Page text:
Panicum maximum

Guinea grass


Panicum maximum

Jacq. 1781

pronounced: PAN-ih-kum MAX-ih-mum

(Poaceae — the grass family)


common name: Guinea grass

Panicum was the name of an Italian panic-grass in Roman times, and maximum means, of course, largest. The common name ‘Guinea’ probably arose because it is a native of the bulk of the African continent. It is also found naturally in Madagascar, Mauritius and the Yemen, and is widely naturalized throughout the tropics.

Panicum maximum is a perennial tufted grass with a short, creeping rhizome. The stems of this robust grass can reach a height of up to 2 m. As the stems bend, and nodes touch the ground, roots and new plants are formed. The leaf sheaths are found at the bases of the stems and are covered in fine hairs. The plant remains green at least till late in the winter. The leaf blades have a prominent midrib and are up to 3.5 cm wide, and taper to a long, fine point. They have quite sharp edges. The inflorescence is a large, multi-branched, open panicle, up to 40 cm long, with loose, flexuous branches. The lower branches of the inflorescence are arranged in a whorl. The lower floret is usually male, with a well-developed upper bract enclosing the flower. The fertile (female) upper lemma is pale. Spikelets are green to purple. The seeds are oblong-shaped, and often purple. Seeds spread easily on the fur of native animals.

Although it is a weed here, in many parts of Africa it is considered to be the most valuable fodder plant. It has a high leaf and seed production, and is very palatable to game and livestock. It is widely cultivated as pasture and is especially used to make good quality hay. The spread of Guinea Grass is minimal or slow under grazed conditions, but it is a very effective colonizer in ungrazed areas, particularly where some form of soil disturbance has occurred. It spreads along watercourses and ungrazed roadsides, and has been listed as a weed in many countries. It is a particular pest in sugar-cane fields, due to its ability to grow under shaded conditions. The plant becomes very stemmy if not cut or grazed frequently.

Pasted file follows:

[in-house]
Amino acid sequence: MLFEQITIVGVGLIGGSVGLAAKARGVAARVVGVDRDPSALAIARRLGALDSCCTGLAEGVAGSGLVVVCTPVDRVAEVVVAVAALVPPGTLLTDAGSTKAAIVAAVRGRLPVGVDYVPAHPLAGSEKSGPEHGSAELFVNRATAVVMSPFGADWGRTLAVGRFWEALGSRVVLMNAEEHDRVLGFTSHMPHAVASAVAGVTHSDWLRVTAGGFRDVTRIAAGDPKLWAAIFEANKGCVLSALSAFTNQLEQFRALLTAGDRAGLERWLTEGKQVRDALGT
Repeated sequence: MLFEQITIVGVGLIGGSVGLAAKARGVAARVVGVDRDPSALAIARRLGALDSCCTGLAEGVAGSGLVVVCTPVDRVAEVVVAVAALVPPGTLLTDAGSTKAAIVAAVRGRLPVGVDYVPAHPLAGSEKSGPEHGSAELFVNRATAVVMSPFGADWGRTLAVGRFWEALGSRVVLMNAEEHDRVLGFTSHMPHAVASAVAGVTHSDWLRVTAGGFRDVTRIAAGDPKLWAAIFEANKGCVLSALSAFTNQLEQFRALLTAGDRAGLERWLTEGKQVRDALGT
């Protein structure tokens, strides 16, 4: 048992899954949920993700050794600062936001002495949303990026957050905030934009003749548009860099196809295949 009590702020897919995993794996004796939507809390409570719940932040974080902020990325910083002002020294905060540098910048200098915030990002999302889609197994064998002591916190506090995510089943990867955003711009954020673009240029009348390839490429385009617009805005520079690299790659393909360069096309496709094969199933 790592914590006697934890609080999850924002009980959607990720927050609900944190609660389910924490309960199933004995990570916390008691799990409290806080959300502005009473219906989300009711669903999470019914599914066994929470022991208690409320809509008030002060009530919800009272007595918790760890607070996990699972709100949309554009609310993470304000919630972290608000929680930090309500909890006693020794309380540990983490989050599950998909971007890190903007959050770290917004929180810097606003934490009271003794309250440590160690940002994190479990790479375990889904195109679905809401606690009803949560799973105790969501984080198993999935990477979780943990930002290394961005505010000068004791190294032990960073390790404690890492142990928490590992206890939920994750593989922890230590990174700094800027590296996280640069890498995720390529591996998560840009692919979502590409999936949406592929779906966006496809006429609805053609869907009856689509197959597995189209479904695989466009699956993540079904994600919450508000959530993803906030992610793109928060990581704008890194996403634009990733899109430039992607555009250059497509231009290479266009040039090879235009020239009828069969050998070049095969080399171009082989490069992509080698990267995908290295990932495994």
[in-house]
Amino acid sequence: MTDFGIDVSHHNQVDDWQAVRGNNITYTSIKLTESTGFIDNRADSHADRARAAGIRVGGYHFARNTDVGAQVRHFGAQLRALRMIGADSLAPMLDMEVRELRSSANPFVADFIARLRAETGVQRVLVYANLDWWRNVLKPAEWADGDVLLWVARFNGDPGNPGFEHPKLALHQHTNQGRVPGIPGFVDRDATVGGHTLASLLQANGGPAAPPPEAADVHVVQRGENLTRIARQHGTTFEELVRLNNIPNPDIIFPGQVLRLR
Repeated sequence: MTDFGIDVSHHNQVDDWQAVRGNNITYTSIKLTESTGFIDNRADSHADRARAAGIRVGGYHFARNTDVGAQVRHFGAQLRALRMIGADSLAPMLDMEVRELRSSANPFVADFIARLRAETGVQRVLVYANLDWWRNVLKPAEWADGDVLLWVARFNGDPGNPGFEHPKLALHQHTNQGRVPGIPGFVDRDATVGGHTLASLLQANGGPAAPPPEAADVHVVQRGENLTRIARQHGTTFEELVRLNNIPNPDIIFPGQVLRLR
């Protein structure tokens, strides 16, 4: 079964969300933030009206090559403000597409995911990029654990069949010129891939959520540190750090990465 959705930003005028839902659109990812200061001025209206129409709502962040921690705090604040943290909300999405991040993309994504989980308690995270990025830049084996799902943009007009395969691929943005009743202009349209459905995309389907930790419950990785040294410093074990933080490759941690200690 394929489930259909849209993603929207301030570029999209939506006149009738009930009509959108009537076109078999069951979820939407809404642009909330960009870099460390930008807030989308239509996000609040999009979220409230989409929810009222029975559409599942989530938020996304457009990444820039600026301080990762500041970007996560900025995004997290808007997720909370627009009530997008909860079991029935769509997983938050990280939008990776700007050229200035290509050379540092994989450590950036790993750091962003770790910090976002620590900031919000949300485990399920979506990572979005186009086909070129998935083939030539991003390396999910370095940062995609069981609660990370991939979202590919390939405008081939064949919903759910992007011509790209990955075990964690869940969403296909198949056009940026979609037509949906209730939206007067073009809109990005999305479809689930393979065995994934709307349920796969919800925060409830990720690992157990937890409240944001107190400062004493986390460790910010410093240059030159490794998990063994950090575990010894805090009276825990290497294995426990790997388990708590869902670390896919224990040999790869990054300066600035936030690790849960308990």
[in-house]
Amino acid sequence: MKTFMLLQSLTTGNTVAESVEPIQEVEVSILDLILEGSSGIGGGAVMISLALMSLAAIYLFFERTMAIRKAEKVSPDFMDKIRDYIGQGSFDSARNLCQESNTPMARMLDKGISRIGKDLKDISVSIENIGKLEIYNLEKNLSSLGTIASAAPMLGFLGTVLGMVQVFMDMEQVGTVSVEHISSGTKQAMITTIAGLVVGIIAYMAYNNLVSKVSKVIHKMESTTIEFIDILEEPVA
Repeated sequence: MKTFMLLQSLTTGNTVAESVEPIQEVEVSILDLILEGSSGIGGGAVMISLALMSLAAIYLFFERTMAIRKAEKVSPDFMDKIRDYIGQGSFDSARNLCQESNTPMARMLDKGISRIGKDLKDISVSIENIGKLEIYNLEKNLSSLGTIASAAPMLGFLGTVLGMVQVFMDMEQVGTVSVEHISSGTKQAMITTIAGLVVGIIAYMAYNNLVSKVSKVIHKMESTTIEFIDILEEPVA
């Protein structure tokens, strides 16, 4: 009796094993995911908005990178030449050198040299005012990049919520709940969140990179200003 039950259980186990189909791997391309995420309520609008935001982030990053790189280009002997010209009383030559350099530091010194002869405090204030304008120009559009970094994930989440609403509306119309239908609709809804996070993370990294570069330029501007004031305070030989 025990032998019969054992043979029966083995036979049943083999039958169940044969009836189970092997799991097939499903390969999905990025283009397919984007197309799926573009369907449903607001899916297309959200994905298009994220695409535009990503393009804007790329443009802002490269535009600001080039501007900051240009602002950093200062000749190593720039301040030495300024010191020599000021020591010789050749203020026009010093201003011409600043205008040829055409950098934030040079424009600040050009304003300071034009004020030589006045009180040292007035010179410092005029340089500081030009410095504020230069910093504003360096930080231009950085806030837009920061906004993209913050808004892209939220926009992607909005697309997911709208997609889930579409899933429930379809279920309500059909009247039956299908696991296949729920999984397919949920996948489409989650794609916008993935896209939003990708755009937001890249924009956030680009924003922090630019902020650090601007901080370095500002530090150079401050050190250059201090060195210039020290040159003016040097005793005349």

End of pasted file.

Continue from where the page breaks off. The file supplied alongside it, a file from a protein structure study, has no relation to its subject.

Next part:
The seeds are highly palatable to many species of birds. If it is planted in containers in urban gardens, it will often attract flocks of small seed-eating birds, and provide a much-needed food source for them in an urban environment. It is also a host plant for:

      • the Orange Bush Brown butterfly Mycalesis terminus;
      • the Green Dart Ocybadistes walkeri;
      • the Nigger Orsotriaena medus;
      • the Dingy Bush Brown Mycalesis perseus;
      • the Cedar Bush Brown Mycalesis sirius; and
      • the Sugar Cane Stem Borer Bathytricha truncata.


Photographs taken 2009, Picnic Bay
Page last updated 16th February 2019